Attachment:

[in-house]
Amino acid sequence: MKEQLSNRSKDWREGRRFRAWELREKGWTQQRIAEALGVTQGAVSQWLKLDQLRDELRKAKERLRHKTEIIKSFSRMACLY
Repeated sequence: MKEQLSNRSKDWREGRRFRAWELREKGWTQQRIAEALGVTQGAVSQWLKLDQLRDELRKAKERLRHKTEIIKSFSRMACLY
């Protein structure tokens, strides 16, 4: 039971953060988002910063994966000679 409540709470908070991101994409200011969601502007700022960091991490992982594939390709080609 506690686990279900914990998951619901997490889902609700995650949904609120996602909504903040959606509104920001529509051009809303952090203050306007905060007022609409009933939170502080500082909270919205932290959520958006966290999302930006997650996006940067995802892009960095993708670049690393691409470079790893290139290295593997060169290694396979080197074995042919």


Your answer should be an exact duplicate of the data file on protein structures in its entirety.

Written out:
[in-house]
Amino acid sequence: MKEQLSNRSKDWREGRRFRAWELREKGWTQQRIAEALGVTQGAVSQWLKLDQLRDELRKAKERLRHKTEIIKSFSRMACLY
Repeated sequence: MKEQLSNRSKDWREGRRFRAWELREKGWTQQRIAEALGVTQGAVSQWLKLDQLRDELRKAKERLRHKTEIIKSFSRMACLY
């Protein structure tokens, strides 16, 4: 039971953060988002910063994966000679 409540709470908070991101994409200011969601502007700022960091991490992982594939390709080609 506690686990279900914990998951619901997490889902609700995650949904609120996602909504903040959606509104920001529509051009809303952090203050306007905060007022609409009933939170502080500082909270919205932290959520958006966290999302930006997650996006940067995802892009960095993708670049690393691409470079790893290139290295593997060169290694396979080197074995042919």